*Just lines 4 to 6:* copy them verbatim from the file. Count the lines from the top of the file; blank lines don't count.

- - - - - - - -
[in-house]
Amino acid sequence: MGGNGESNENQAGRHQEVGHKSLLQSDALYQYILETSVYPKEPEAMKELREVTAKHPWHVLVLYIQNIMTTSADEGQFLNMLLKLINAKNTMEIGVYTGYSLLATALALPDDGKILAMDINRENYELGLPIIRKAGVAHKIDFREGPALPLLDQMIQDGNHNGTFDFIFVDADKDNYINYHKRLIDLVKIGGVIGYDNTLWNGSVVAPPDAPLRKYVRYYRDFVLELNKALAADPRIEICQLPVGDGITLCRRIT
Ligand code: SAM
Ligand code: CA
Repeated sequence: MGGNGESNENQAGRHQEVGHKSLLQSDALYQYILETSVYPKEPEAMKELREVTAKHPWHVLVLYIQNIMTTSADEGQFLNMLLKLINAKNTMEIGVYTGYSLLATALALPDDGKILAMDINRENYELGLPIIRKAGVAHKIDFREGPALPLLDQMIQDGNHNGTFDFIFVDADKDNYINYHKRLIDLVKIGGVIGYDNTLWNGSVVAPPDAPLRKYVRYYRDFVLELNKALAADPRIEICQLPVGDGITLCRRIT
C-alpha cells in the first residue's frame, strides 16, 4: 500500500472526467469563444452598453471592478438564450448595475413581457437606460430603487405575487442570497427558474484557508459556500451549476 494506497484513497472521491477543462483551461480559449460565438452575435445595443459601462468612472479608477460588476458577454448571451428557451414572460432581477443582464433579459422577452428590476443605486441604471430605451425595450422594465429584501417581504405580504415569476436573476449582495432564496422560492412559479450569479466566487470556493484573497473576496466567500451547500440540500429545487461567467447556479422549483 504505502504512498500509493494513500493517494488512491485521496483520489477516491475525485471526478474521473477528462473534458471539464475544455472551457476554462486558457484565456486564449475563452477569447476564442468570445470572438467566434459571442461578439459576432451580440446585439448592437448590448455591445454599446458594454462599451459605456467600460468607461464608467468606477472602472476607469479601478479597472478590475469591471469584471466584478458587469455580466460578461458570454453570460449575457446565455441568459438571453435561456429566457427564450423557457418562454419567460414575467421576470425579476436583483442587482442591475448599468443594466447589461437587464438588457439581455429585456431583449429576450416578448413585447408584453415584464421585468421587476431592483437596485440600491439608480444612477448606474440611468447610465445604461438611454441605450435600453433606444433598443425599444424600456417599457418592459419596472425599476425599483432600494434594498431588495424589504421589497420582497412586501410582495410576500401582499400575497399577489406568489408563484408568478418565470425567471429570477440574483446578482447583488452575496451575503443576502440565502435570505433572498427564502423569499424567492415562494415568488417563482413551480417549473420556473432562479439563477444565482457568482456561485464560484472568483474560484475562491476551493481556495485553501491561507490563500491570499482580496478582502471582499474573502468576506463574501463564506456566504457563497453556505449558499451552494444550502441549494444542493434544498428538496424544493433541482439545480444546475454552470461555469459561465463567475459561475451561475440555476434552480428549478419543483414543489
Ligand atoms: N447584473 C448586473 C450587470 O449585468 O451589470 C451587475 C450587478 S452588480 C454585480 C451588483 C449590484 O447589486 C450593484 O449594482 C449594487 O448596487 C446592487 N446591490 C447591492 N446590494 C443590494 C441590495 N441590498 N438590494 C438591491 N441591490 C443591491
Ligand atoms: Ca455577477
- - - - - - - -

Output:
Ligand code: CA
Repeated sequence: MGGNGESNENQAGRHQEVGHKSLLQSDALYQYILETSVYPKEPEAMKELREVTAKHPWHVLVLYIQNIMTTSADEGQFLNMLLKLINAKNTMEIGVYTGYSLLATALALPDDGKILAMDINRENYELGLPIIRKAGVAHKIDFREGPALPLLDQMIQDGNHNGTFDFIFVDADKDNYINYHKRLIDLVKIGGVIGYDNTLWNGSVVAPPDAPLRKYVRYYRDFVLELNKALAADPRIEICQLPVGDGITLCRRIT
C-alpha cells in the first residue's frame, strides 16, 4: 500500500472526467469563444452598453471592478438564450448595475413581457437606460430603487405575487442570497427558474484557508459556500451549476 494506497484513497472521491477543462483551461480559449460565438452575435445595443459601462468612472479608477460588476458577454448571451428557451414572460432581477443582464433579459422577452428590476443605486441604471430605451425595450422594465429584501417581504405580504415569476436573476449582495432564496422560492412559479450569479466566487470556493484573497473576496466567500451547500440540500429545487461567467447556479422549483 504505502504512498500509493494513500493517494488512491485521496483520489477516491475525485471526478474521473477528462473534458471539464475544455472551457476554462486558457484565456486564449475563452477569447476564442468570445470572438467566434459571442461578439459576432451580440446585439448592437448590448455591445454599446458594454462599451459605456467600460468607461464608467468606477472602472476607469479601478479597472478590475469591471469584471466584478458587469455580466460578461458570454453570460449575457446565455441568459438571453435561456429566457427564450423557457418562454419567460414575467421576470425579476436583483442587482442591475448599468443594466447589461437587464438588457439581455429585456431583449429576450416578448413585447408584453415584464421585468421587476431592483437596485440600491439608480444612477448606474440611468447610465445604461438611454441605450435600453433606444433598443425599444424600456417599457418592459419596472425599476425599483432600494434594498431588495424589504421589497420582497412586501410582495410576500401582499400575497399577489406568489408563484408568478418565470425567471429570477440574483446578482447583488452575496451575503443576502440565502435570505433572498427564502423569499424567492415562494415568488417563482413551480417549473420556473432562479439563477444565482457568482456561485464560484472568483474560484475562491476551493481556495485553501491561507490563500491570499482580496478582502471582499474573502468576506463574501463564506456566504457563497453556505449558499451552494444550502441549494444542493434544498428538496424544493433541482439545480444546475454552470461555469459561465463567475459561475451561475440555476434552480428549478419543483414543489